Gandalf the VW Campervan is parked up on another gem of a CL, this time just 40 mins down the road from Newbridge, which is ON the Thames, to Thame which is NOT on the Thames, but in fact the River Thame. This fact alone blew our minds the entire 40 minute journey!
We’re staying on Lashlake Barn CL, a C&MC CL within walking distance of Thame. The campsite is lovely – each pitch has electric and a water tap, and the site is very secure – it’s situated behind electric gates which we all have a fob to give us access on foot or wheels. At the far end of the campsite The River Thame runs and there is a stream runnning off it which was the backdrop of our pitch. The price of the pitch is £18 pn which feels a reasonable and fair amount.
We ended up meeting Dad and Jenny as we arrived which was handy and it didn’t take us all long to get our vans into relaxing mode, soon cracking open a gin and having some lunch.
After lunch, we were treated to a rare sight… the sun, which I think has been missing in action recently. We hailed its return and set off for a wander around Thame.
Just behind the campsite is St Mary’s Church, final resting place to the incredible Robin and Andy Gibb (Beegees).
Opposite their graves is Robin Gibb’s former house, Prebendal – an absolutely stunning medieval property with its own collection of impressive historical events that it has played host to, including it being the place in which the decision that Joan of Ark was to be sentenced to her death was made.
Keith found this really great video of Robin Gibb showing a camera crew around the house which we found fascinating.
From here we continued up to the high street, admiring all of the listed houses as we went. Thame was actually used in Midsomer Murders as a filming location. It’s easy to see why, there are many medieval houses with brilliantly preserved fascias.
Thame was also home to the famous poet – and Keith’s favourite Poet – Yeats. We saw the house in which he lived, and Keith even recited an extract of his favourite Yeats poem outside.
We spent some time indulging in our family hobby – charity shop hunting! All the shops were brilliantly dog friendly, and we all picked up one or two bits and bobs!
After a couple of drinks, we nipped back to the campsite to change for dinner, before heading back to town. We had a table booked in the Black Horse, a really lovely gastro pub bistro, which amazing also was dog friendly. The food and service was great and we really enjoyed our evening.
Friday dawned sunny! Yes Sunny!
After a lovely breakfast of scrambled eggs and salmon on toast, we got our bikes unhooked and set off on the Phoenix Trail, an off road, disused railway path between Thame and Princes Risborough. The trail runs for just over 7 miles and has a number of sculptures to enjoy on route, along with great views of the Chilterns.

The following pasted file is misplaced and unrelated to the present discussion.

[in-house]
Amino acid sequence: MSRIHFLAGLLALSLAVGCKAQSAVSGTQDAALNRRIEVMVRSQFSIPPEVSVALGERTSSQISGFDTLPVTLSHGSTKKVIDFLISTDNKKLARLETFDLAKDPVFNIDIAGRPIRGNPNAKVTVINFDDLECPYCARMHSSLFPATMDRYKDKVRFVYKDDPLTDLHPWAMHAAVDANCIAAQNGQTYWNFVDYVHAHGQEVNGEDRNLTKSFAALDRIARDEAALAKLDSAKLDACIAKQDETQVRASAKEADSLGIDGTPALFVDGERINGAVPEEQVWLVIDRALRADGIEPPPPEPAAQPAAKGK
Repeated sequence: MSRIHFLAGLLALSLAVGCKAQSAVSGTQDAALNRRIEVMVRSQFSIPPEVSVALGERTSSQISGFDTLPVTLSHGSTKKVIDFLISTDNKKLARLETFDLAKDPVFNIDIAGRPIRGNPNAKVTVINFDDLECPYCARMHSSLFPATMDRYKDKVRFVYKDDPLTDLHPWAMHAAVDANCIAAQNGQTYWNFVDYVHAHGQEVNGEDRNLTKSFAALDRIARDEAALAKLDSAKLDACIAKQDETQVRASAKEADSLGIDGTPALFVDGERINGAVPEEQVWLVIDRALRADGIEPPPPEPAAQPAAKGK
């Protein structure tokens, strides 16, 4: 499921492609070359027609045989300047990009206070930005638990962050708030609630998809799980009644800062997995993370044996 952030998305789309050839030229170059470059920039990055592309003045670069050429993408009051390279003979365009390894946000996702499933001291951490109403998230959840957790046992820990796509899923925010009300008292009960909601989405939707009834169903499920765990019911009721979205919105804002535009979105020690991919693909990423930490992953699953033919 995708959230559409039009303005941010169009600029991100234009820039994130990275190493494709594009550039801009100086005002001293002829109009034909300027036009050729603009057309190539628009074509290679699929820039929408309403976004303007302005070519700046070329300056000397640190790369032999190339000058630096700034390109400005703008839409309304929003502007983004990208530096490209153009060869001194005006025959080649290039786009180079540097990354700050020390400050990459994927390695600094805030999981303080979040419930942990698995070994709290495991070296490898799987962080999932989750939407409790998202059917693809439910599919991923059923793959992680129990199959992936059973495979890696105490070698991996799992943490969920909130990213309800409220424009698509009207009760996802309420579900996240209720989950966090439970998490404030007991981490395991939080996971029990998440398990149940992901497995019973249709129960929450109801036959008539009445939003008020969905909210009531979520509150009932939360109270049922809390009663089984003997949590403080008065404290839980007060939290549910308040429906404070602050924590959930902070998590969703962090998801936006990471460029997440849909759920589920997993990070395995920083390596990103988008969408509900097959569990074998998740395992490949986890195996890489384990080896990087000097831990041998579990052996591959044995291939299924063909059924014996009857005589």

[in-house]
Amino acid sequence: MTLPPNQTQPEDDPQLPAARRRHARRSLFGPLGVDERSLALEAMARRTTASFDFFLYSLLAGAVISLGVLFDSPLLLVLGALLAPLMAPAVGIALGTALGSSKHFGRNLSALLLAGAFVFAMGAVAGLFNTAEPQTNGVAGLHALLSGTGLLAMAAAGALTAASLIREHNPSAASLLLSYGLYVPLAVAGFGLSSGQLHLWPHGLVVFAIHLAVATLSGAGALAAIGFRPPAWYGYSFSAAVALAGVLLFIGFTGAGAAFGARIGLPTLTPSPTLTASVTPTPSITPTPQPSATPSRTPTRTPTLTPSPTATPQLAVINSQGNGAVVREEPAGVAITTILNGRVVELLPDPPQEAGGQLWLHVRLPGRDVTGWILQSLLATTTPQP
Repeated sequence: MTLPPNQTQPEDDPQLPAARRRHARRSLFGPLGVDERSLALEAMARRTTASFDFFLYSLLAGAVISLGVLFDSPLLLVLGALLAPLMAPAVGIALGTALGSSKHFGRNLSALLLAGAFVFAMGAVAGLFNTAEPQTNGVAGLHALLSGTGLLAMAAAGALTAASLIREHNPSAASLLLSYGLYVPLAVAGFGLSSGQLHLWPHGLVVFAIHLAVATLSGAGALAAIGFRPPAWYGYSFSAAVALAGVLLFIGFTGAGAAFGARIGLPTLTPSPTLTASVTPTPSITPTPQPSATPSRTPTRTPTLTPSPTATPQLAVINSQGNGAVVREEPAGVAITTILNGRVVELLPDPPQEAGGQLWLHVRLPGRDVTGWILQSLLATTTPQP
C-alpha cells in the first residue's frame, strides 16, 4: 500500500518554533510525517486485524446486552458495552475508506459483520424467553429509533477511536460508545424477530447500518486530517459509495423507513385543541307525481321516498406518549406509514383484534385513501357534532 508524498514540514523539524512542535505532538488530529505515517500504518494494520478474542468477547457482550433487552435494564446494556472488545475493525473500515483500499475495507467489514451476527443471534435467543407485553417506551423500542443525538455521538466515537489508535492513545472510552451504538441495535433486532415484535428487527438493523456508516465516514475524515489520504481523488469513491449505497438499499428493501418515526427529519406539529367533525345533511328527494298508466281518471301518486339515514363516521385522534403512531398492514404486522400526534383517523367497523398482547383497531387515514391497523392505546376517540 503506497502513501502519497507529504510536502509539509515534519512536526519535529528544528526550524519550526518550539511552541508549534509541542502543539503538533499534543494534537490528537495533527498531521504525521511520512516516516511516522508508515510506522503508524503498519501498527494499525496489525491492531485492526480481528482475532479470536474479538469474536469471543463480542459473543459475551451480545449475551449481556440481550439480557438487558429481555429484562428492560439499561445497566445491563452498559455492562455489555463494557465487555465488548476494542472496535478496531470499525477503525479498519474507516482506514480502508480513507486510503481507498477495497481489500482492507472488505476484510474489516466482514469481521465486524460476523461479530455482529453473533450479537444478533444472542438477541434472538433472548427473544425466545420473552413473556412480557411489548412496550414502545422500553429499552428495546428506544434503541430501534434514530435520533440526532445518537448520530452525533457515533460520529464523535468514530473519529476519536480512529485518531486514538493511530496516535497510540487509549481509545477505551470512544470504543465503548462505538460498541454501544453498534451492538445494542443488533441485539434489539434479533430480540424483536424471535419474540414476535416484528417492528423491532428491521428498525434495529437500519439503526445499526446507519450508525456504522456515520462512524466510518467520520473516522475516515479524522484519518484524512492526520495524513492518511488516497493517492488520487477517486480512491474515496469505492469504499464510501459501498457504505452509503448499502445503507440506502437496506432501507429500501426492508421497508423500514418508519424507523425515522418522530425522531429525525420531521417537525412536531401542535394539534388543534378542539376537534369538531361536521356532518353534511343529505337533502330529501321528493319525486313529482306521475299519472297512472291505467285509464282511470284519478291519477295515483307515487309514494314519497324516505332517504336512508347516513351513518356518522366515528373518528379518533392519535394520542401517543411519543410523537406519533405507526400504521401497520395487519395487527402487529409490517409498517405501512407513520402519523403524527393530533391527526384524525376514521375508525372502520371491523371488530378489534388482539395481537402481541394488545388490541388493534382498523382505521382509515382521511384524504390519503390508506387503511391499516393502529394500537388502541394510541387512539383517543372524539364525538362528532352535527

We had lunch and some more charity shop hunting in Princes Risborough before making our way back in record time to Thame. Dad was on the only non electric bike and did a sterling job setting the fast pace on our return! I was on high assist to keep up!
Before making our way back to the campsite from Thame, I picked up some butchers lamb, and when we got back I knocked up a Lamb Dhansak in the Remoska, along with a chicken saag. That’s right, Friday night is Curry night! We enjoyed our feast of curry’s outside as it was still fairly mild before settling down in front of the campfire as the stars came out. What a lovely day we’d all had.
Saturday soon arrived and our time was up. Before we left though, Keith spotted some enormous crayfish in the stream behind us. Having never seen these before (me and Keith anyway) they kept us amused for quite some time.
Dad had accidentally sent some of our bacon flying into the steam and they were enjoying it massively! We also had some other new friends on site- the free range chickens although Jazz wasn’t sure about these!
We’d had a wonderful couple of days and really enjoyed our time in Thame, despite our mind being blown that it wasn’t on The Thames.
Gandalf the VW is parked up with panoramic views of the Moray Firth ahead. Our home for next three nights is Sunny Brae; a C&MC CL on the outskirts of Findlochty. The site is small but very well positioned with all 5 hard standing pitches positioned to give privacy and a view. Once again we have no facilities other than EHU and a tap/emptying point- oh and some shaky WiFi, but at £12pn we can’t help but think this is one of the best priced CLs on the network.
We managed to get set up just before the rain fell, and we enjoyed watching a storm out at sea from the shelter of our sun canopy with a g&t.
We’re starting to feel quite tired – we’ve been on the road and on the go now for two full weeks (bar one night quick changeover) since the end of the school term, and whilst we’ve had a brilliant time, it comes at a cost of beginning to feel worn out!
Dinner tonight was homemade haggis, mushroom and spinach pizzas, made in the Remoska which were delicious and then we settled down for a quiet night of reading and watching Ozark (K).